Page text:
Introducing Project Ocularis: A Linux Distribution for the Visually Impaired

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SEATTLE, Washington -- July 24, 2000 -- Project
Ocularis today introduced plans to develop a
distribution of the Linux Operating System that will
allow the visually impaired to communicate, work, and
express themselves through computers as well as to
install and customize their system, independent of
sighted assistance.  Ocularis was started in response
to research on current adaptive technology, which
culminated in the editorial "The Potential of Open
Source for the Visually Impaired" (included below).  
        The Linux distribution will be released under
the GNU Public License and will run smoothly on
commonly available hardware costing less than $500. 
The basic applications that Ocularis will possess are
a word processor, calendar, calculator, basic
accounting or finance application, file manager,
Internet browser, and e-mail client.  In addition,
easy to use, all-purpose screen reading software will
be included to provide access to nearly any
console-based program.  Planning and software
development for Project Ocularis are taking place at
"";; volunteer
assistance in any field is welcome.  

The Potential of Open Source for the Visually Impaired

               By JP Schnapper-Casteras

        Adaptive technologies for the visally imparied
can be life-changing devices and have the potential to
narrow the physical limitations of blindness and low
vision through equal access to information and digital
communication.  Despite their positive possible
effects, adaptive equipment can also be a waste of
money, time, and effort if they are prohibitively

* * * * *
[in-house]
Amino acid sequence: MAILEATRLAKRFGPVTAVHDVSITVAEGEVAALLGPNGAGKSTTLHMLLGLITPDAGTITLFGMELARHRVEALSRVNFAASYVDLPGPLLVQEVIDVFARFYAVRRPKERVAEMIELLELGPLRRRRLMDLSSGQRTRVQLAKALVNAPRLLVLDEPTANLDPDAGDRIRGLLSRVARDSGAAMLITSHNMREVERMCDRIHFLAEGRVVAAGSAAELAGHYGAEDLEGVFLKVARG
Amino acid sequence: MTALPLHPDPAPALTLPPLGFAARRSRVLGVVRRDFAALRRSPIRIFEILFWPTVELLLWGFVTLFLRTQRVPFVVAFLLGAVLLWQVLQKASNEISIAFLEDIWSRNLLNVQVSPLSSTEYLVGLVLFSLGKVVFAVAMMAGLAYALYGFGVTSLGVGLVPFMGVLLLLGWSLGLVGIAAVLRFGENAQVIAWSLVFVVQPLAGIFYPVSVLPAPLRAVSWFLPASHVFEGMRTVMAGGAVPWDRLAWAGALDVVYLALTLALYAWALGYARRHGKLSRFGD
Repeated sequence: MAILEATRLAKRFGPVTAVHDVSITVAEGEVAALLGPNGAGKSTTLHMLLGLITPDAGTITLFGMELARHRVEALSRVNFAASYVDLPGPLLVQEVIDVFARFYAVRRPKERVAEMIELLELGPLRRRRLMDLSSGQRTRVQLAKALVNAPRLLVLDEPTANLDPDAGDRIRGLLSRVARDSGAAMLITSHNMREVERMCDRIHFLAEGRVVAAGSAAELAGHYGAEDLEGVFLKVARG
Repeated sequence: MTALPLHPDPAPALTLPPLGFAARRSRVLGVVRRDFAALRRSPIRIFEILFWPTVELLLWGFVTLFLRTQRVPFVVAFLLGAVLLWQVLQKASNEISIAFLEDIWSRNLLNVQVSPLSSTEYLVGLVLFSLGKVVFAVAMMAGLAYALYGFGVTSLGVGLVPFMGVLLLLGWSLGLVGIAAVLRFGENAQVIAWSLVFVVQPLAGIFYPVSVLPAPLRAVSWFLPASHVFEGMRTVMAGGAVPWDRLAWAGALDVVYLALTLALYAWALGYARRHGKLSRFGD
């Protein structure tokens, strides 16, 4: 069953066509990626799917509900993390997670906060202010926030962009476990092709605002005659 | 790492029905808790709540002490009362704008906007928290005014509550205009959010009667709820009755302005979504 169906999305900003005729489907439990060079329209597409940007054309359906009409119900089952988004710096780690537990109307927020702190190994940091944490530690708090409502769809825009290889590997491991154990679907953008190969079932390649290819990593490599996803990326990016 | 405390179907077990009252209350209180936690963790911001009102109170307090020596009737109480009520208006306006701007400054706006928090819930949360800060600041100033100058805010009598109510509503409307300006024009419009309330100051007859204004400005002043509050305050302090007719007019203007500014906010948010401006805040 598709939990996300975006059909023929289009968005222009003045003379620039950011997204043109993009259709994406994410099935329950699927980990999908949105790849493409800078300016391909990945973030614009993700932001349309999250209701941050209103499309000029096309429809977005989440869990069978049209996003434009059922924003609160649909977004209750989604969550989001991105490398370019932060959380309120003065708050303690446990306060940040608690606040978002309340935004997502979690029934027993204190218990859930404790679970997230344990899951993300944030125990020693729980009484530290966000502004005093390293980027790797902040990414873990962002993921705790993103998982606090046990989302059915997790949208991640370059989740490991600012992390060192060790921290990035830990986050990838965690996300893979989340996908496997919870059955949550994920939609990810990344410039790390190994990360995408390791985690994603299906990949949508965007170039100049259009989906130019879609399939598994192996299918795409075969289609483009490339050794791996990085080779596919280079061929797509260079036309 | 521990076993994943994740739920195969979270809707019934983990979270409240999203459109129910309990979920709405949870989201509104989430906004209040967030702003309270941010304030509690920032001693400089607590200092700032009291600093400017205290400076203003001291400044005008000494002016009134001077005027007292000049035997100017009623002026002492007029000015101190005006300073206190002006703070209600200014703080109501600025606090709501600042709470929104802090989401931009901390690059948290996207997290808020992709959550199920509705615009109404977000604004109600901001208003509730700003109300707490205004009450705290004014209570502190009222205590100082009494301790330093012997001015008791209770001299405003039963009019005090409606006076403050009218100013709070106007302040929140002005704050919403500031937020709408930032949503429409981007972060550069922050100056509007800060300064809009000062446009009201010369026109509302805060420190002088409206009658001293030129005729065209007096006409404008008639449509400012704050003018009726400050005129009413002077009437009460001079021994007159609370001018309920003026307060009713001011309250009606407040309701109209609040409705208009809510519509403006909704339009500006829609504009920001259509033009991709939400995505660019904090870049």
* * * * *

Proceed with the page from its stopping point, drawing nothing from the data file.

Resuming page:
expensive or poorly designed (in a way that makes
impaired users dependent on sighted assistance). 
These devices may be similarly ineffective if their
design and the software that powers them are created
and released in a spirit that inhibits intellectual
growth and freedom -- the intended original purpose of
the technology.  In other words, the equipment defeats
the initial goals of its inventors if the software and
design of the system are are not freely available,
free in terms of cost and as in free speech. Hardware
cannot be freely available in the same manner that
software and intellectual property can be, because it
is a physical entity and manufactured product that is
not reproducible, but it can be chosen to minimize
costs for the purchaser.
        My primary disagreements with current adaptive
technology, high price, dependence on sighted
assistance, and lack of freedom, are confirmed by
several sources.

The BLYNX site
("";) states:

"Why the prevalance of obsolete screen access
1.Adaptive equipment is, by its very nature,
extremely, and often prohibatively [sic], expensive.
It is not uncommon for a blind individual to spend
twice as much on the adaptive equipment that enables
him or her to use a computer than he or she did on the
computer itself. And while the price of computer
hardware decreases over time, the price of adaptive
equipment--especially software--has steadily

2.The state-of-the-art in DOS-based screen-access
wasn't achieved until 1993/1994, just in time for
obsolescence. But, what with the 70% unemployment rate
amongst the blind, not everyone has/had the 495-595
clams it costs to purchase a state of the art
DOS-based screen reader."

Prices from National Federation of the Blind Computer
Resource List:

DOS Software:
"$395... $495... $525... $195... $150... $195...
$295... $600 to $723... $525... $295... $79... $395...
$295... $595... $100... $450."
Range: $79 to $723.

Programs for use with the Graphical User Interface:
"$495... $495... $895... $600 to $723... $795...
$1,495... $495... $595... $795... $695... $895...
$2,495... $1,195... $695... $795... $1355... $3,000...
$495... $495... $495... $495."
Range: $495 to $3,000.

Miscellaneous Software and Devices:
"$495... $895... $1,795... $2,000 to $10,000...
$150... $895... $495... $349... $600... $450...
Range: $150 to $10,000.

Software-Based Voice Synthesizers:
"$249... $175... $80"